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metallic thread

Sewing with Superior Metallics Threads on APQS Quilting Machines

by Dawn Cavanaugh

Adding sparkle to your quilts with Metallic threads from Superior is easy on an APQS quilting machine. Some simple adjustments will make quilting with these fun threads easy.

First, begin with a new needle (MR 4.0 or #18 or #19 works great.) Metallic threads are not as rugged as normal quilting thread, and will benefit from a little TLC. Check to make sure that your thread guides do not have notches or grooves in them because the metallic thread will easily shred and break if caught by one. Simply grasp the thread above and below each thread guide, and floss the guide by moving the thread around the inside of the guide. If the thread catches on a notch, order a new thread guide from APQS. In the meantime, loosen the screw on the offending thread guide and rotate the guide 180 degrees, then tighten the screw. Re-positioning the guide will make the metallic thread rub on a different spot away from the notch, so that you can begin quilting right away.

If using a spool, mount the spool on a horizontal spool holder for best performance. Adjust the white spool end caps so that the spool spins freely, but doesn't shift easily between the two end caps. Experiment with whether the spool spins more freely with the thread coming off the top of the spool, or feeding off the bottom.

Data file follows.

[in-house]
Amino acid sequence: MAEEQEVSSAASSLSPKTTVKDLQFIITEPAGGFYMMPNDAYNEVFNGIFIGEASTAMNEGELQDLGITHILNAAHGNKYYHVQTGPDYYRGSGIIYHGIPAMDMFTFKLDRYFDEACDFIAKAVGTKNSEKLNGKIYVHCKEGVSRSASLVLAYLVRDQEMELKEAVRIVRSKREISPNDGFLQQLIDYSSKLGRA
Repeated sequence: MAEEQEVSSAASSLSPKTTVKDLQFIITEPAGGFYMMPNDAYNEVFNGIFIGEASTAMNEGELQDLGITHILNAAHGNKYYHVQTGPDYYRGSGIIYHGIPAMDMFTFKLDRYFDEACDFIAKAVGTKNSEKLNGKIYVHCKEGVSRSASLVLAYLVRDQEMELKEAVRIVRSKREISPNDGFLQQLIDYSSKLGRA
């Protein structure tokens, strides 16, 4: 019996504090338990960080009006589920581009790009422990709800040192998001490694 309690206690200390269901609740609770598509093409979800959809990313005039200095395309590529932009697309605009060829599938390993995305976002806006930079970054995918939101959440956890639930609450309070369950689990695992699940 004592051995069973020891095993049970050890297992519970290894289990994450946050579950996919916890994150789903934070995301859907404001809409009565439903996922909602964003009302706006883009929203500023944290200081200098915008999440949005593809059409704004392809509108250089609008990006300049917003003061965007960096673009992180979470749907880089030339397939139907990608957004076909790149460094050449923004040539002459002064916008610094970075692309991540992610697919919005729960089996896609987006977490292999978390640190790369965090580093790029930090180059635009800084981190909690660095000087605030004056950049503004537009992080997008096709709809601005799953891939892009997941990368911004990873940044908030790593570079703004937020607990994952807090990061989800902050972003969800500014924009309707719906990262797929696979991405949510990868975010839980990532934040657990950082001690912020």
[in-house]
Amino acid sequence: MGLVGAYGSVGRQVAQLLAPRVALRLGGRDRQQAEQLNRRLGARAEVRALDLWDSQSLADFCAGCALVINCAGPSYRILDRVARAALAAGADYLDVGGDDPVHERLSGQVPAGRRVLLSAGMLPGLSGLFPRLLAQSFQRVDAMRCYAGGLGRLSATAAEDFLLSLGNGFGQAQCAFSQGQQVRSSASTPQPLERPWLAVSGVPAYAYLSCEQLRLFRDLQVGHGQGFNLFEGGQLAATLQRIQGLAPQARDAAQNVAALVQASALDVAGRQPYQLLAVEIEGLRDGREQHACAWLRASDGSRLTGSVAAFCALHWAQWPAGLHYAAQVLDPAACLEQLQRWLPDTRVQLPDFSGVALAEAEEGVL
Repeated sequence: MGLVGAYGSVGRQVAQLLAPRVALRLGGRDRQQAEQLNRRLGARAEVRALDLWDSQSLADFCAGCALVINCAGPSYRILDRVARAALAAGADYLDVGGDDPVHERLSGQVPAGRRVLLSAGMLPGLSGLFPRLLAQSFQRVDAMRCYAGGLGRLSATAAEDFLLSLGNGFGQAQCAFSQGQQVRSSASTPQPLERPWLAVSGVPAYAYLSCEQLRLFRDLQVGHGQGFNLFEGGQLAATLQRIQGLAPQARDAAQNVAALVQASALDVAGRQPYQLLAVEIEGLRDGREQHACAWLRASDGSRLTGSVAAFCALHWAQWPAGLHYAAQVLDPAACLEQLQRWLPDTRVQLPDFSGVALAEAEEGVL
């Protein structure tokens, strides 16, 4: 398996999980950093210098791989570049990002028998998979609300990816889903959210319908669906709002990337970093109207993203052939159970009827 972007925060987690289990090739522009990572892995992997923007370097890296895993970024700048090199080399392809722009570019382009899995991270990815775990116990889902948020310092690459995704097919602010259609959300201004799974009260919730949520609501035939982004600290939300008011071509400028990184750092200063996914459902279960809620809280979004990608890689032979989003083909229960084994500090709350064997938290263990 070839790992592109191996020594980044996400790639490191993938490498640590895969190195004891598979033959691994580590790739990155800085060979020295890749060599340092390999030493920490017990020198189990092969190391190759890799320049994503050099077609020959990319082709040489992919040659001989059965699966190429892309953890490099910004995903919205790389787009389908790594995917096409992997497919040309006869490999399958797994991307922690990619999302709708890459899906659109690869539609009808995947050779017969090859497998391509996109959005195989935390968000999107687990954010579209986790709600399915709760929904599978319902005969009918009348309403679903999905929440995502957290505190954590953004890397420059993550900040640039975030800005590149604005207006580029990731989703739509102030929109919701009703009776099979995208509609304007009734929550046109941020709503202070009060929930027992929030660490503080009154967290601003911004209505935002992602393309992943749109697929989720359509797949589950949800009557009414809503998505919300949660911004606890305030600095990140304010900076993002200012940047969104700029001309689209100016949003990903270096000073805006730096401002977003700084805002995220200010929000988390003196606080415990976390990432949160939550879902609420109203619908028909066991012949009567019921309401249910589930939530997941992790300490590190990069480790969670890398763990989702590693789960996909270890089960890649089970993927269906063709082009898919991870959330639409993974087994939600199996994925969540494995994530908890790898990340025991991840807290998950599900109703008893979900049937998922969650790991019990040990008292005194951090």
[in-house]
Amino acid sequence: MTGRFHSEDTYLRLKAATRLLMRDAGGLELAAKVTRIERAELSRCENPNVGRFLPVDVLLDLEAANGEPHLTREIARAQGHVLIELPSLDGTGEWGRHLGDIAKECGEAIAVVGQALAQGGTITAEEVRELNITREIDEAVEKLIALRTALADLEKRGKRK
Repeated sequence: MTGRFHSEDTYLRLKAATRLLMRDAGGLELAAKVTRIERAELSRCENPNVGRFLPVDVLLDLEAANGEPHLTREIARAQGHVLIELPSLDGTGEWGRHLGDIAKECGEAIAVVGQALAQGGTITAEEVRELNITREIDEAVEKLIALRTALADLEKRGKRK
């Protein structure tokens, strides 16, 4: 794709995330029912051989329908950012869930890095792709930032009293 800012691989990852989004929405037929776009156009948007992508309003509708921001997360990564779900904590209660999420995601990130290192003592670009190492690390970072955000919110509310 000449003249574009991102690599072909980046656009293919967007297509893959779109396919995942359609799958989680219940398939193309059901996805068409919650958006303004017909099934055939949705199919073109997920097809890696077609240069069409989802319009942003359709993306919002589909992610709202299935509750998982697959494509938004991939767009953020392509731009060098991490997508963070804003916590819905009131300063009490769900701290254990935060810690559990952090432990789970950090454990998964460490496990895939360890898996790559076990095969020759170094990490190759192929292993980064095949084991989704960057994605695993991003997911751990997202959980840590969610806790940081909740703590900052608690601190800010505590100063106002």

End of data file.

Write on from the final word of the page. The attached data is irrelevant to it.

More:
Friction from the needle increases with metallic threads, so slow down somewhat to keep the needle cool as you sew.

Be sure to loosen the top tension when using metallic thread, sometimes a lot, depending on your initial setting. You'll typically also need to loosen the bobbin case tension as well. Choose a bobbin thread that is smooth, such as Superior's Bottom Line or So Fine! #50 thread. The tiny fibers on cotton thread in the bobbin tend to grab the metallic thread, causing excess breakage.

Finally, to have invisible starts and stops with metallic thread, leave a generous tail of thread when you begin and end the stitching line. Thread these tails on to a quilting needle, and bury the tails into the quilt layers using a traditional hand quilting knot. This keeps your quilt back looking neat and your decorative stitching looking professional.

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By: Bob Purcell